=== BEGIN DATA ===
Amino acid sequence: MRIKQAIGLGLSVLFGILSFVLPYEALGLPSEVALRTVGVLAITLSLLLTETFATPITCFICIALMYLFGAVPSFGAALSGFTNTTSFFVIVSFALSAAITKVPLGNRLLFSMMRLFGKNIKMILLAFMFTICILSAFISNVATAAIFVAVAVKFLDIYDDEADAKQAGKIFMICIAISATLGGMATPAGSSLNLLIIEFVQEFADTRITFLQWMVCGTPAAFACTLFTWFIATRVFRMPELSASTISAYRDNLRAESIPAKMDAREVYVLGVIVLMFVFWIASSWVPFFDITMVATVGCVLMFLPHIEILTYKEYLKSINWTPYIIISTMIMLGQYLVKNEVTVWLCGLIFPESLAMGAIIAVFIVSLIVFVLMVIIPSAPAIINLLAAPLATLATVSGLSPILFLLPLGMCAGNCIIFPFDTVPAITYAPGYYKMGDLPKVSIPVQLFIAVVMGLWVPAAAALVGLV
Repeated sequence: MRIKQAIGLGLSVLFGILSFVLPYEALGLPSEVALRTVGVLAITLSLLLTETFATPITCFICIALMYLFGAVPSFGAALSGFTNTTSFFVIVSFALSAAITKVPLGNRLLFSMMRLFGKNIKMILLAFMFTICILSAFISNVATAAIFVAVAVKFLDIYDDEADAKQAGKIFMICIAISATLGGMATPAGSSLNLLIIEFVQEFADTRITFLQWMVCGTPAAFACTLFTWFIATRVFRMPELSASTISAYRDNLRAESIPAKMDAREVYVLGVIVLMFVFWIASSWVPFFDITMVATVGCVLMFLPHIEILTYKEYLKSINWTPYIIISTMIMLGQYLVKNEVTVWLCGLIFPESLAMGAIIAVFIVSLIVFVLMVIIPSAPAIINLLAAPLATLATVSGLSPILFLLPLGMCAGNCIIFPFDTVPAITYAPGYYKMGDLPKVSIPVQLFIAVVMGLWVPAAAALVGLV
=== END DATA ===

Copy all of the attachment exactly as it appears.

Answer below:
Amino acid sequence: MRIKQAIGLGLSVLFGILSFVLPYEALGLPSEVALRTVGVLAITLSLLLTETFATPITCFICIALMYLFGAVPSFGAALSGFTNTTSFFVIVSFALSAAITKVPLGNRLLFSMMRLFGKNIKMILLAFMFTICILSAFISNVATAAIFVAVAVKFLDIYDDEADAKQAGKIFMICIAISATLGGMATPAGSSLNLLIIEFVQEFADTRITFLQWMVCGTPAAFACTLFTWFIATRVFRMPELSASTISAYRDNLRAESIPAKMDAREVYVLGVIVLMFVFWIASSWVPFFDITMVATVGCVLMFLPHIEILTYKEYLKSINWTPYIIISTMIMLGQYLVKNEVTVWLCGLIFPESLAMGAIIAVFIVSLIVFVLMVIIPSAPAIINLLAAPLATLATVSGLSPILFLLPLGMCAGNCIIFPFDTVPAITYAPGYYKMGDLPKVSIPVQLFIAVVMGLWVPAAAALVGLV
Repeated sequence: MRIKQAIGLGLSVLFGILSFVLPYEALGLPSEVALRTVGVLAITLSLLLTETFATPITCFICIALMYLFGAVPSFGAALSGFTNTTSFFVIVSFALSAAITKVPLGNRLLFSMMRLFGKNIKMILLAFMFTICILSAFISNVATAAIFVAVAVKFLDIYDDEADAKQAGKIFMICIAISATLGGMATPAGSSLNLLIIEFVQEFADTRITFLQWMVCGTPAAFACTLFTWFIATRVFRMPELSASTISAYRDNLRAESIPAKMDAREVYVLGVIVLMFVFWIASSWVPFFDITMVATVGCVLMFLPHIEILTYKEYLKSINWTPYIIISTMIMLGQYLVKNEVTVWLCGLIFPESLAMGAIIAVFIVSLIVFVLMVIIPSAPAIINLLAAPLATLATVSGLSPILFLLPLGMCAGNCIIFPFDTVPAITYAPGYYKMGDLPKVSIPVQLFIAVVMGLWVPAAAALVGLV